what is it we were actually seeing UM and uh
and uh, yeah, it's it's it's an incredibly fucked up show,
UM that does incredibly fucked up things to the people

(14:22):
who are on it. UM. I have a complicated relationship
to that show, but UM, but it was it was
an analysis to exactly what you said, like why why
am I watching UM? And how are they doing it?
Like how are they allowed to how is it put together?
And who's actually like sort of consenting to be a
part of it? UM, And the answers to that are

(14:44):
are pretty intense. Man, so good, it's so good. Sorry,
I'm not gonna I mean, I shouldn't say that about
my own word, but I'm so proud of it and
and um, and if you're interested in the show, it's
just like about the history of of policing on television
and reality shows and just and how it intersects with
actual criminal justice and what what you actually think is

(15:04):
true versus not. Um. And it's been on for thirty
years and so so it has the influence it has
not just on on just on reality shows, but on policing.
Like literally, cops become cops because of what they see
on Cops and so the behavior that they're mimicking is
the things that reality shows are telling them to mimic.
It's it's sort of an incredible long term experiment that

(15:25):
has gone horribly wrong. Yeah, I'm gonna be diving into
that soon for sure. UM. I want to talk to
you about the line too. Now this is your this
is Is it currently still in production? Uh? It's There
was six episodes. The last episode aired a couple weeks
ago early May. Um, where did this story come from?

(15:45):
And where do your stories come from? Generally? Is it
just literally whatever piques your interest? Running from Cops was
my idea, Mr Richard Simmons, is my idea. And then
I sort of found partners and collaborators to sort of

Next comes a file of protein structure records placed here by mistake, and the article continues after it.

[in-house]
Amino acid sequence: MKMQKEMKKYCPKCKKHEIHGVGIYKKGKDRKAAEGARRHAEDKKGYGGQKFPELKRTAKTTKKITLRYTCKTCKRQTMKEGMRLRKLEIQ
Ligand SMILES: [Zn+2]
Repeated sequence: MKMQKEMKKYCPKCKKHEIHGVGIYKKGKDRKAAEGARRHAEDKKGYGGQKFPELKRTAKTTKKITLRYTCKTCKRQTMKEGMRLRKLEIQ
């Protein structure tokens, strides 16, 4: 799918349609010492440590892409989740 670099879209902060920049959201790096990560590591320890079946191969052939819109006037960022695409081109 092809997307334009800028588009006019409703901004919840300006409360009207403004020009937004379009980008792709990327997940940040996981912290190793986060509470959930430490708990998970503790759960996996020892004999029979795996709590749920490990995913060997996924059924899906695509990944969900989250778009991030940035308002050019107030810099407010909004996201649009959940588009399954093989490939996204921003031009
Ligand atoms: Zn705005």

make it with UM. The line was actually the first
one that wasn't my. It was brought to me by
Apple and Alex Gibney, the director, and they asked me
if I would be interested in sort of tackling this UM,

(16:09):
and I just kind of spent a month, uh looking
back at the Eddie Gallagher trial. It's about the Navy
seal Eddie Gallagher and the war crimes trial that he
was involved in. And and but it also just becomes
much larger about forever wars and what it is that
we're asking people to do when they go out and
fight covertly, UM, especially in the way the wars have

(16:29):
been fought in the past twenty years since nine eleven. UH.
And so it just becomes a much larger look at UM.
You know, what's what is the line between combat and
war crimes? Right? And what is our complicity in that?
UM So fascinating, UM intense UM. We talked to her

(16:50):
fifty special operators, the Navy Seals who are in it's
just an incredible, incredibly UM, incredibly unusual people UM, and
anybody who people who people who can do what they
do and people who have experienced the things they experience, um,
regardless of any of the politics around it. It is
just fascinating. That's a fascinating so of dive into that world. Yeah,

(17:11):
it's interesting and that you like, uh, with stuff you
should know. I feel like we covered this these short
broad overviews of topics, and we've done a couple of
thousand of them at this point, so it's a lot
of stuff. But it's you know, we're always treading in
sort of the shallowest waters because of the nature of
the show. You know, it's we've got to spit something

(17:31):
out in forty five minutes, which is a good overview,
and you get to really dig in there. And uh,
I'm jealous in a lot of ways that of that
kind of deep dive journalism. It's something that really has
always interested me and I found myself and I love
what I do with stuff you should know. But you know,
I feel like, you know, the grass is always greener,
I think in this day. But I could also see,

(17:54):
you know, when you're living and breathing this stuff that
must get tough sometimes. Yeah, it was. It was a
dark year because I had started doing this project and
then the pandemic came into then I ended up doing
it all from my you know, my attic soundproofd room.
Uh and and um, and it's it's pretty heavy. It's

(18:16):
it's it's very very very heavy, and you're talking to
people who have You're not just hearing about intense things.
You're talking to the um to the people who experienced them,
and they're they're telling you where their heads are at
now and and they're and they're allowing you in in
that sense. Uh and and so yeah, it was it's

(18:37):
it's it's incredibly heavy. But but also like then that's
that then you're sort of then you just have you
spend all this time talking to these people, and then
you you really do have tools to look at a